This is just what I needed. I may need to go soon. Or, I'm off for the summer, but when I go back to school we both work 4/10s, and can easily leave Friday morning, return Saturday, and have a day for relaxing before we go back to work (this seems more important working long days).

Also, it will give us a chance to practice our newly acquired Spanish (which we are worried about trickling out our ears as we sleep.)

This will be great. I think our 3 weeks in Oaxaca did a lot to help Jim "be easy" about Mexico. Your information/advice about Progreso will help with "boarder town" concerns.

kcd

" Time and trouble will tame an advanced young woman, but an advanced old woman is uncontrollable by any earthly force."--Dorothy L. Sayers.

As someone who just turned 50, I look forward to this state-of-being.

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Another thought...

From what you've said about DH, I suspect he might get all funny about driving your car across the border. Tell him to just calm down.

For one thing, you're only going three or four blocks. Your insurance undoubtedly covers you up to 5 miles into the interior. Most companies do.

And it's absolutely no comparison as far as shopping goes. That stuff is heavy. It's unbelievably easier to just keep putting it into your car. If you have to keep hauling it back and forth across the bridge, never mind going back and forth through customs and immigration, it's hardly even worth it.

If your DH refuses to take the car across, after you get there, start pointing out to him all of the cars with Texas plates. And make him carry all of the crap you buy.

That should cure him.

:laugh:

Edited by Jaymes (log)

I don't understand why rappers have to hunch over while they stomp around the stage hollering.  It hurts my back to watch them. On the other hand, I've been thinking that perhaps I should start a rap group here at the Old Folks' Home.  Most of us already walk like that.

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PS -- But if you want more comales before you have a chance to hop down to Mexico, you really should check out some of the myriad Mexican stores in Austin. And San Antonio. Cannot imagine why you'd even consider ordering one online, and paying for the shipping, before you check around a little in your own 'hood. You're now in the heart of Mexican/Texican country, you know.

I don't understand why rappers have to hunch over while they stomp around the stage hollering.  It hurts my back to watch them. On the other hand, I've been thinking that perhaps I should start a rap group here at the Old Folks' Home.  Most of us already walk like that.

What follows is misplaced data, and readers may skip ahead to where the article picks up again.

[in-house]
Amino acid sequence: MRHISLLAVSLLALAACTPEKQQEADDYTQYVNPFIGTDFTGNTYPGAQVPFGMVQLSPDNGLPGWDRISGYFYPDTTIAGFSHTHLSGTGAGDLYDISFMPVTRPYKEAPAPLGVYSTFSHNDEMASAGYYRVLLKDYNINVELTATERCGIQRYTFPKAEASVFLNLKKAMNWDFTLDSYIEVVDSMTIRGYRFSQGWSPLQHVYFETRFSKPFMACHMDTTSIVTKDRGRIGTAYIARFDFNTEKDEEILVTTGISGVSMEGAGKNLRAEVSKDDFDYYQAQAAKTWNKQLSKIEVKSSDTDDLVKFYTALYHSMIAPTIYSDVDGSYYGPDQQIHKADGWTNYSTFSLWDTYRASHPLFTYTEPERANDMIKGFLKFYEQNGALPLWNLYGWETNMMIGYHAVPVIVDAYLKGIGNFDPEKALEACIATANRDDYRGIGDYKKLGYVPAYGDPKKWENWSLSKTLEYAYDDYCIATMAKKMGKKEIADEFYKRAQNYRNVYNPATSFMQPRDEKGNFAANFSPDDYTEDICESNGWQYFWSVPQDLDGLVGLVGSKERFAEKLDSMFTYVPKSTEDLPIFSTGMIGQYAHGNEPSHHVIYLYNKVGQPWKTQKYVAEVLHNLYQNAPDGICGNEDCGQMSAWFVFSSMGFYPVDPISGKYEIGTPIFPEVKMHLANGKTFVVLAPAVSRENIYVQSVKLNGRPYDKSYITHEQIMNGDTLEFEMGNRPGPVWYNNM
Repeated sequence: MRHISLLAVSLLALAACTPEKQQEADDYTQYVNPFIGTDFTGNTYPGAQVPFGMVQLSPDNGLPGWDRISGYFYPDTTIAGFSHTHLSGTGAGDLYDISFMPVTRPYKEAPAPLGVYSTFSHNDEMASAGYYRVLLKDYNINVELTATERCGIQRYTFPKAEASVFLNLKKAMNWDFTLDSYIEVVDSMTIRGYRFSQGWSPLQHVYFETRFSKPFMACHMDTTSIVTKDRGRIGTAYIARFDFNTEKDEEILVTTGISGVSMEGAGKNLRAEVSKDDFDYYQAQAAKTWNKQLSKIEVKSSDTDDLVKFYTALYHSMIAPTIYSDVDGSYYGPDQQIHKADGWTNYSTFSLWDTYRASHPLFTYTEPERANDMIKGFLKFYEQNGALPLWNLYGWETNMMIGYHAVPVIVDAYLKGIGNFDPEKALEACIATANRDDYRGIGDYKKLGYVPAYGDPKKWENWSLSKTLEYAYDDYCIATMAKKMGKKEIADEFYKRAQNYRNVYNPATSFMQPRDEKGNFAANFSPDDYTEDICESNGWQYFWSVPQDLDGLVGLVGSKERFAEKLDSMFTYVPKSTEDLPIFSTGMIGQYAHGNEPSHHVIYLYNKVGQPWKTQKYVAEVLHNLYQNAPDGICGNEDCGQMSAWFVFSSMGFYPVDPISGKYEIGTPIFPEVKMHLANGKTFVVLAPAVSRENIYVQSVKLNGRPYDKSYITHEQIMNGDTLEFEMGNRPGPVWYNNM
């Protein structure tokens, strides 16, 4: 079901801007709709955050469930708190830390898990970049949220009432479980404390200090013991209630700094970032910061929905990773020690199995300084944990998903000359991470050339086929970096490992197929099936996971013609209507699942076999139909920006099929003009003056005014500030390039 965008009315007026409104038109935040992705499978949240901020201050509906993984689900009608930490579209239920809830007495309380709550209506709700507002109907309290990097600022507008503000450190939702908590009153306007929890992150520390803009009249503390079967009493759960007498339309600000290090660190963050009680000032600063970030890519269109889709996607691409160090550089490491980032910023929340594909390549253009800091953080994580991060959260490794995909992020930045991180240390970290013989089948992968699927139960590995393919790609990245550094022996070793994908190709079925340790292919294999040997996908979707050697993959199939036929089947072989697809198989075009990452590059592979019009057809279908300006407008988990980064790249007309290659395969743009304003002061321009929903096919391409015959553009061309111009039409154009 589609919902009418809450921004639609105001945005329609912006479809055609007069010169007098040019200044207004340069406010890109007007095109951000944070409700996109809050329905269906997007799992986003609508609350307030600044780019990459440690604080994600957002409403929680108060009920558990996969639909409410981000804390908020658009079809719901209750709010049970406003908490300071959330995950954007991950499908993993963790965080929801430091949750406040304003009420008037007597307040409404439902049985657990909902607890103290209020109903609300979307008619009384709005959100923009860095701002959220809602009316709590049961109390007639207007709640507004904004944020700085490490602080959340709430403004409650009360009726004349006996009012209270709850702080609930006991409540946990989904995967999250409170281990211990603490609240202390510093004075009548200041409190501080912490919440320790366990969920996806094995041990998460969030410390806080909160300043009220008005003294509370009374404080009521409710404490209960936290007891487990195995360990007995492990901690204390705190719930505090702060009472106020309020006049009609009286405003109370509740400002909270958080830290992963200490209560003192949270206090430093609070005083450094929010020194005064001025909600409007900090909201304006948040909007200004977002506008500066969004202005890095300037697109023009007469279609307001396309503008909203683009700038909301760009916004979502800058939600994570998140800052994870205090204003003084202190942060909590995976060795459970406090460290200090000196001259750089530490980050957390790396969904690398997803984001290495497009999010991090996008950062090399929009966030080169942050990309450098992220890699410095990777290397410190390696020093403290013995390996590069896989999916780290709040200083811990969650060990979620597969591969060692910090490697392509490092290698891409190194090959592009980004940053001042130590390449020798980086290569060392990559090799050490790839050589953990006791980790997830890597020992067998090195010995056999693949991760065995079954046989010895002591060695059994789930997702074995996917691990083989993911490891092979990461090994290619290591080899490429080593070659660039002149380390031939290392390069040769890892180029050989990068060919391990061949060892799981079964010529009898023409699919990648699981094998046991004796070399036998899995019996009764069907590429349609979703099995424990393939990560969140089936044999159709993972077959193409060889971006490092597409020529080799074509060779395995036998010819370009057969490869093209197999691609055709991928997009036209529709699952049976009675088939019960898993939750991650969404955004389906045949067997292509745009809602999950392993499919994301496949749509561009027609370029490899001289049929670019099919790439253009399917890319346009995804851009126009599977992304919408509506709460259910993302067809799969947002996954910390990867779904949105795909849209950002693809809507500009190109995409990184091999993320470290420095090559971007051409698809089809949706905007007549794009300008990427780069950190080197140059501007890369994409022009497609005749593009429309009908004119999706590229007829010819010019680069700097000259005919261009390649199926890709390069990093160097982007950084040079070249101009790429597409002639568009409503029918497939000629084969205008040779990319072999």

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Been to Fiesta, and Michoacan. Will "nose" about some other places before I pop $43 (including shippig) for a small version of what I paid $1.50 for (plus airfare, of course :blink: )

" Time and trouble will tame an advanced young woman, but an advanced old woman is uncontrollable by any earthly force."--Dorothy L. Sayers.

As someone who just turned 50, I look forward to this state-of-being.

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Been to Fiesta, and Michoacan.  Will "nose" about some other places before I pop $43 (including shippig) for a small version of what I paid $1.50 for (plus airfare, of course  :blink: )

:laugh::laugh::laugh:

At least you're learning your way around town.

(For some reason, I got the idea you just moved to Austin recently. Is that right? Or am I all mojada?)

Edited by Jaymes (log)

I don't understand why rappers have to hunch over while they stomp around the stage hollering.  It hurts my back to watch them. On the other hand, I've been thinking that perhaps I should start a rap group here at the Old Folks' Home.  Most of us already walk like that.

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Well, you may be right about moving around Progreso, but not about this, I'm afraid.

I've been in Austin for awhile, just at 20 years. So far I haven't surcombed to the North/South, East/West thing that seems to be one of the few "glitches" in the city. Near as I can tell, my car takes me anywhere I point it.

kcd

" Time and trouble will tame an advanced young woman, but an advanced old woman is uncontrollable by any earthly force."--Dorothy L. Sayers.

As someone who just turned 50, I look forward to this state-of-being.

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If it is the fine & delicate comals of Oaxaca your looking for, I have never found them along the border. I brought a small (13") comal back from Oaxaca last year wrapped in clothes in my suitcase and it made it. The larger comals (20 - 30") are a different story. I suggest that you contact Susanna Trilling (seasonsofmyheart.com).